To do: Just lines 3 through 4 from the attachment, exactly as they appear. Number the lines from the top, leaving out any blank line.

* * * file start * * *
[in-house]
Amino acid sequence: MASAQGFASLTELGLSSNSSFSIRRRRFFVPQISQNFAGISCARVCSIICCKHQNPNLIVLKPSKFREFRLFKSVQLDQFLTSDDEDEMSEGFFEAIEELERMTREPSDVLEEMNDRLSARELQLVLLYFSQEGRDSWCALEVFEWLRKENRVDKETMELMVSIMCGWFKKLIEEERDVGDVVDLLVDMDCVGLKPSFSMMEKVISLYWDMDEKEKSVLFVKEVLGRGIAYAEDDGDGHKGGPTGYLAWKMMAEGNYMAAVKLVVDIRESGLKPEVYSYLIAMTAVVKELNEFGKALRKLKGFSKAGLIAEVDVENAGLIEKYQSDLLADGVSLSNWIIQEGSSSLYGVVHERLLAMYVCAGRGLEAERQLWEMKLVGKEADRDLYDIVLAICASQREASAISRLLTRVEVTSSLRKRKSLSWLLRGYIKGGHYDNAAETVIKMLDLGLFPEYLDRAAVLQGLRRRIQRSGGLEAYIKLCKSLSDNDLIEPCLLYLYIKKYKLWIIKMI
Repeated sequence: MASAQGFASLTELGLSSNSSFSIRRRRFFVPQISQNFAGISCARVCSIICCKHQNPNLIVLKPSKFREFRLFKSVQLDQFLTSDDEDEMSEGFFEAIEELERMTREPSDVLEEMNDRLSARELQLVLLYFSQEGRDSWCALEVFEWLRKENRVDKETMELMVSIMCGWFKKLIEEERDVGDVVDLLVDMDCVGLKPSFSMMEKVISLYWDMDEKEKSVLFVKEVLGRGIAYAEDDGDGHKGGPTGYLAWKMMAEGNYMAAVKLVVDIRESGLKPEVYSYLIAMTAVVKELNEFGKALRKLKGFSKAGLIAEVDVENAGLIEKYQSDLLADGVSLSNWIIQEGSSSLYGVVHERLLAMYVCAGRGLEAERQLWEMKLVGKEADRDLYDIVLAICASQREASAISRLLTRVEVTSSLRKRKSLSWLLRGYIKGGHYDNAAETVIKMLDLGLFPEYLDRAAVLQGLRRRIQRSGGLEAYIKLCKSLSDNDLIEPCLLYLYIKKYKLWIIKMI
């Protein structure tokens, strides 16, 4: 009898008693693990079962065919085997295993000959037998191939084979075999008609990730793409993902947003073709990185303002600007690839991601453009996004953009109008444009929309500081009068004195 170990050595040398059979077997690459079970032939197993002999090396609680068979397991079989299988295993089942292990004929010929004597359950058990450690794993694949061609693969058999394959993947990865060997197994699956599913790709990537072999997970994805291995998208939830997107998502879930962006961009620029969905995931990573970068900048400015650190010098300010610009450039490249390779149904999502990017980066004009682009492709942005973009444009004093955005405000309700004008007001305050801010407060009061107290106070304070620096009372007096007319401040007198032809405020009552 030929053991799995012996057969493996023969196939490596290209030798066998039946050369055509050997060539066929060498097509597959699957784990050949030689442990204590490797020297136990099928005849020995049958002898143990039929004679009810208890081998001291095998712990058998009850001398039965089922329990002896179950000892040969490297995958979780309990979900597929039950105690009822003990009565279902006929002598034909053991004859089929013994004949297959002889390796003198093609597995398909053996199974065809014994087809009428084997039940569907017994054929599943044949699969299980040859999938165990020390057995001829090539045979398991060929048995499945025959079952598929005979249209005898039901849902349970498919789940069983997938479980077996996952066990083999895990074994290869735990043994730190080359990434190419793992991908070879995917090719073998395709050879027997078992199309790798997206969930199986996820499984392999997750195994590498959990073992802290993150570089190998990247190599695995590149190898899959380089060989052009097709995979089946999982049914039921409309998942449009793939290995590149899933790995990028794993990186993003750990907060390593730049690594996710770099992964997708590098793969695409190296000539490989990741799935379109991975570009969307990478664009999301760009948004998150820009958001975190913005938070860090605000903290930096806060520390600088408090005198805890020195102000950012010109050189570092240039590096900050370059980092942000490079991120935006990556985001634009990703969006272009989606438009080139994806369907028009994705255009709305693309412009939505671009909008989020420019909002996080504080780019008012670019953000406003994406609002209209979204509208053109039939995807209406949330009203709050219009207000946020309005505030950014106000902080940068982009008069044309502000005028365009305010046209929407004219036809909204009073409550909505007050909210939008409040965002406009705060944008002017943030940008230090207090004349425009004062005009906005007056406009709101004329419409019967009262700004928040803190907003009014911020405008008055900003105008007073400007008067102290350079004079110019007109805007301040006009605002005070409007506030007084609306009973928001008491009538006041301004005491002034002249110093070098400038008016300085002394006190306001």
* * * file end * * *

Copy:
Repeated sequence: MASAQGFASLTELGLSSNSSFSIRRRRFFVPQISQNFAGISCARVCSIICCKHQNPNLIVLKPSKFREFRLFKSVQLDQFLTSDDEDEMSEGFFEAIEELERMTREPSDVLEEMNDRLSARELQLVLLYFSQEGRDSWCALEVFEWLRKENRVDKETMELMVSIMCGWFKKLIEEERDVGDVVDLLVDMDCVGLKPSFSMMEKVISLYWDMDEKEKSVLFVKEVLGRGIAYAEDDGDGHKGGPTGYLAWKMMAEGNYMAAVKLVVDIRESGLKPEVYSYLIAMTAVVKELNEFGKALRKLKGFSKAGLIAEVDVENAGLIEKYQSDLLADGVSLSNWIIQEGSSSLYGVVHERLLAMYVCAGRGLEAERQLWEMKLVGKEADRDLYDIVLAICASQREASAISRLLTRVEVTSSLRKRKSLSWLLRGYIKGGHYDNAAETVIKMLDLGLFPEYLDRAAVLQGLRRRIQRSGGLEAYIKLCKSLSDNDLIEPCLLYLYIKKYKLWIIKMI
């Protein structure tokens, strides 16, 4: 009898008693693990079962065919085997295993000959037998191939084979075999008609990730793409993902947003073709990185303002600007690839991601453009996004953009109008444009929309500081009068004195 170990050595040398059979077997690459079970032939197993002999090396609680068979397991079989299988295993089942292990004929010929004597359950058990450690794993694949061609693969058999394959993947990865060997197994699956599913790709990537072999997970994805291995998208939830997107998502879930962006961009620029969905995931990573970068900048400015650190010098300010610009450039490249390779149904999502990017980066004009682009492709942005973009444009004093955005405000309700004008007001305050801010407060009061107290106070304070620096009372007096007319401040007198032809405020009552 030929053991799995012996057969493996023969196939490596290209030798066998039946050369055509050997060539066929060498097509597959699957784990050949030689442990204590490797020297136990099928005849020995049958002898143990039929004679009810208890081998001291095998712990058998009850001398039965089922329990002896179950000892040969490297995958979780309990979900597929039950105690009822003990009565279902006929002598034909053991004859089929013994004949297959002889390796003198093609597995398909053996199974065809014994087809009428084997039940569907017994054929599943044949699969299980040859999938165990020390057995001829090539045979398991060929048995499945025959079952598929005979249209005898039901849902349970498919789940069983997938479980077996996952066990083999895990074994290869735990043994730190080359990434190419793992991908070879995917090719073998395709050879027997078992199309790798997206969930199986996820499984392999997750195994590498959990073992802290993150570089190998990247190599695995590149190898899959380089060989052009097709995979089946999982049914039921409309998942449009793939290995590149899933790995990028794993990186993003750990907060390593730049690594996710770099992964997708590098793969695409190296000539490989990741799935379109991975570009969307990478664009999301760009948004998150820009958001975190913005938070860090605000903290930096806060520390600088408090005198805890020195102000950012010109050189570092240039590096900050370059980092942000490079991120935006990556985001634009990703969006272009989606438009080139994806369907028009994705255009709305693309412009939505671009909008989020420019909002996080504080780019008012670019953000406003994406609002209209979204509208053109039939995807209406949330009203709050219009207000946020309005505030950014106000902080940068982009008069044309502000005028365009305010046209929407004219036809909204009073409550909505007050909210939008409040965002406009705060944008002017943030940008230090207090004349425009004062005009906005007056406009709101004329419409019967009262700004928040803190907003009014911020405008008055900003105008007073400007008067102290350079004079110019007109805007301040006009605002005070409007506030007084609306009973928001008491009538006041301004005491002034002249110093070098400038008016300085002394006190306001």